I am a fresh graduate chemical engineering from the American University of Sharjah. I am sharing this dossier to compare the curricula of various chemical engineering universities around the world so that students may learn the peculiarities and similarities of each uni.
I am not endorsing any schools or universities here. This is my own research and just sharing my thoughts with GineersNow as one of their junior media correspondent in the Middle East.
Chemical Engineering Curricula in the USA and Canada
Source: University of Michigan
The General Education Subjects required to complete are pretty much same in terms of credits. They require at most 6 credits, but not more than 9 credits from one department (Social science, humanities or arts). One other common thing is there are 4 writing, oral subjects required in both UAE and USA curriculum. The names or purpose may vary, it may be solely for communication purposes or writing purposes. The major subjects and surprisingly, even their names are very similar.
The main difference between the UAE and USA curriculum are probably the number of credits required to complete the entire course. The UAE curriculum requires more number of credits to complete the entire course. Along with Differential Equations, the engineering students in the UAE also need to do Linear Algebra. However, in the USA curriculum, students only need Ordinary/Partial Differential Equations. Some of the USA curriculums require students to suffer both Physical Chemistry 1 and Physical Chemistry 2. Some even require students to do Organic Chemistry 1 and Organic Chemistry 2. However, in the UAE curriculum, the students only need to do Physical Chemistry 2, for which the pre-requisites for the subject is Thermodynamics 1. Also, the students require Organic Chemistry 1 and its lab, since the part which is necessary in Organic Chemistry 2 is incorporated in that one subject. Even though, the students have an option of taking Organic Chemistry 2 as a chemistry-elective, most of them don’t, since the ‘ass-will-always-be-on-fire’.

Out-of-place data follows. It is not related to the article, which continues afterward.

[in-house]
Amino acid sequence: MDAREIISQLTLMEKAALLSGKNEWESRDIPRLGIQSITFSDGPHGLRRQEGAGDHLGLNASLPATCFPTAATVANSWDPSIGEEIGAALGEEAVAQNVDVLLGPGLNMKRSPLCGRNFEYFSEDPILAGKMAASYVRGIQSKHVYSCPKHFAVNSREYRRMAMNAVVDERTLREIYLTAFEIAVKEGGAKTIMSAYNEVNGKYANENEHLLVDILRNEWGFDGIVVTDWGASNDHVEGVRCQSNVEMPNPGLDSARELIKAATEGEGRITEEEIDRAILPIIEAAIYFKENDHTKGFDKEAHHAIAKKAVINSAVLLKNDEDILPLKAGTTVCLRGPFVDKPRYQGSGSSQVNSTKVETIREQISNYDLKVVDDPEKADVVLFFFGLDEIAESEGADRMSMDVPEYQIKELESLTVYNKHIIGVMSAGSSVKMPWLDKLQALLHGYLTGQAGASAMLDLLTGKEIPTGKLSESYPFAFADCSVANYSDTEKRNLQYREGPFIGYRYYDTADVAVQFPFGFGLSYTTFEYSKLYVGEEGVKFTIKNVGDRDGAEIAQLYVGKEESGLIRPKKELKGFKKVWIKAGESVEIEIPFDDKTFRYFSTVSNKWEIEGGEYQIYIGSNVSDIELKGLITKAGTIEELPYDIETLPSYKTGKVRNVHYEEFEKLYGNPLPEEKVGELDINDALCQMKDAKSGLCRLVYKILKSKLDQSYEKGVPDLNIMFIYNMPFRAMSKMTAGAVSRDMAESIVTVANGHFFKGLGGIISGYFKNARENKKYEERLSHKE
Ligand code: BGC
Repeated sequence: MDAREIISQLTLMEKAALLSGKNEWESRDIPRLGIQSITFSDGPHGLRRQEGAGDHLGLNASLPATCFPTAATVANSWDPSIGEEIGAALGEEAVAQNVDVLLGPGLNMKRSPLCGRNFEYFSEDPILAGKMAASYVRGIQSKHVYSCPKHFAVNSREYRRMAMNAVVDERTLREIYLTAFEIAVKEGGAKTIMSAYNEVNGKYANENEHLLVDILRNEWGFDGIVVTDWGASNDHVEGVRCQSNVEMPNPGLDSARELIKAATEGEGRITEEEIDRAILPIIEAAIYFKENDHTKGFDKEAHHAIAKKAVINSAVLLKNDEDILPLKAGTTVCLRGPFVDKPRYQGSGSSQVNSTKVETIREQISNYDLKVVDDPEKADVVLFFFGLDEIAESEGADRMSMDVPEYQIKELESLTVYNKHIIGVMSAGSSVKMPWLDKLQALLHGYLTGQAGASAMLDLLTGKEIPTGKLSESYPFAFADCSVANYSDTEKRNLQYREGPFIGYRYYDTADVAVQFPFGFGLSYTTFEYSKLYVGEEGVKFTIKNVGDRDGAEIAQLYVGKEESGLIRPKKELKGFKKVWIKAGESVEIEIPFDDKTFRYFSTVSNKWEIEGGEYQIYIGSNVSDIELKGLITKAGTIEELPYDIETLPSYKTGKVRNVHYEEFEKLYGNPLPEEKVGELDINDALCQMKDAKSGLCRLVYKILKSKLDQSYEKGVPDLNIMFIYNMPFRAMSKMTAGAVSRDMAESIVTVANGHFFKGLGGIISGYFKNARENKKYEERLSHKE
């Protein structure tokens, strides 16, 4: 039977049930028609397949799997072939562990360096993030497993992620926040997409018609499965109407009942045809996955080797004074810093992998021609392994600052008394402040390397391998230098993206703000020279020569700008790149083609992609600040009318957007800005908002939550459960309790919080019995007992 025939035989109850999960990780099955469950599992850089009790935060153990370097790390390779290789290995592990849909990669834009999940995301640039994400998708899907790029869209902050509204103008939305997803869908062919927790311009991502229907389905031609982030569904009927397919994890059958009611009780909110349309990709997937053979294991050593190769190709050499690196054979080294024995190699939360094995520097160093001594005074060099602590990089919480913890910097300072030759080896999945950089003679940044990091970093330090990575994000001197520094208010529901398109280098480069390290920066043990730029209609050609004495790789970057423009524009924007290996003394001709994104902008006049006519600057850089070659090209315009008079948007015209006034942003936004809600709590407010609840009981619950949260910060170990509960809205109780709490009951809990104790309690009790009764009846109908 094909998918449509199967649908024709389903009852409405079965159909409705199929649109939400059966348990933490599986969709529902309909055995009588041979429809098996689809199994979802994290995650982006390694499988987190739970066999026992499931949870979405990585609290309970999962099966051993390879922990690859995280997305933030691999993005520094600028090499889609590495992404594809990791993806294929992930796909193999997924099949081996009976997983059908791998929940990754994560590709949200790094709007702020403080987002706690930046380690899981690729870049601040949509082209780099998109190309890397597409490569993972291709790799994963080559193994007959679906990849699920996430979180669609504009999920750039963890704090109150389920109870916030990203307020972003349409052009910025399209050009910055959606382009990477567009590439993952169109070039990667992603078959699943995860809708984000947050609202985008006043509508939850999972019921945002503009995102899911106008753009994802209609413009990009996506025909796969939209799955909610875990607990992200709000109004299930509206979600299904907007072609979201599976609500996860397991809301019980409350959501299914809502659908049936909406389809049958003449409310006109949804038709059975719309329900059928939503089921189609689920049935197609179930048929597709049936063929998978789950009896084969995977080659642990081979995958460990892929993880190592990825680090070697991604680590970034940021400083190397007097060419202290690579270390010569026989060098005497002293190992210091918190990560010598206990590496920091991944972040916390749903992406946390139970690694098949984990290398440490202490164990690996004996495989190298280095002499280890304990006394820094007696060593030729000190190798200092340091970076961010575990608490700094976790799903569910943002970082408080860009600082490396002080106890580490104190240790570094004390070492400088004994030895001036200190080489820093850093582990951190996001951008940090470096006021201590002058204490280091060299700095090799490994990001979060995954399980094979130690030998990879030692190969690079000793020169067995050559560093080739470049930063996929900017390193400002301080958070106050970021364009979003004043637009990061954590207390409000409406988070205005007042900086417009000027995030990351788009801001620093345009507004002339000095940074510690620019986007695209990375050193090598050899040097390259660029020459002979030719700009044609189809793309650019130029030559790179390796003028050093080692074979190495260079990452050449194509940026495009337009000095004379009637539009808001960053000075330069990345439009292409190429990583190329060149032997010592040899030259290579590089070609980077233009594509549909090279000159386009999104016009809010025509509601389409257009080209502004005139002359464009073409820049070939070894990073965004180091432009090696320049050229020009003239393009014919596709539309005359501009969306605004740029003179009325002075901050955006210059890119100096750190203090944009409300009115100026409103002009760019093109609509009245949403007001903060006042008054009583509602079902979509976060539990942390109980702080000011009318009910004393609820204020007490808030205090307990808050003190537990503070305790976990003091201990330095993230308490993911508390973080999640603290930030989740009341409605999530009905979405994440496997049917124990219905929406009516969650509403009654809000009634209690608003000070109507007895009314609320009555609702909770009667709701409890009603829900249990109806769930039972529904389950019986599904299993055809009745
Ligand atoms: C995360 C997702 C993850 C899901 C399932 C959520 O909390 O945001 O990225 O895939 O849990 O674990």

Chemical Engineering Curricula in the UK, France and Some Parts of Europe
Source: University College London
First of all, the UK universities offer M. Eng in Chemical Engineering, that is, Masters of Engineering. The degree is for four years and is more like Advanced Bachelor’s Degree, with pieces of Master’s components. The M. Eng is for four years, whereas, the B. Eng degree is for three years. That’s one of the main differences.
Another main difference is that the students have to undertake design projects, since Year 1, whereas, in the UAE curriculum, the design projects start by Year 4 and that also major designs. In the UK curriculum, the students start with 1-2 minor design projects and then go ahead with major design projects by Year 3. Also, the UK universities don’t require the students to do much humanities, social science or arts subjects. They can choose to do other subjects by the end of Year 1, or they may be required to do a minor program in other engineering programs itself. The Year 1 for them or for some the first two years, are the basics of the engineering disciplines. They do all the basic courses from all the respective engineering departments, so that they get a taste of what each major is like. They may even do just Natural sciences in their first year. Then by Year two, the students go ahead with their own disciplines and the subjects become more concentrated. In some universities, students do subjects like Physical Chemistry, Thermodynamics and Fluid Mechanics in their first year. The only thing I can say to these students is, God Bless You. Hopefully, you will survive to see Year 2.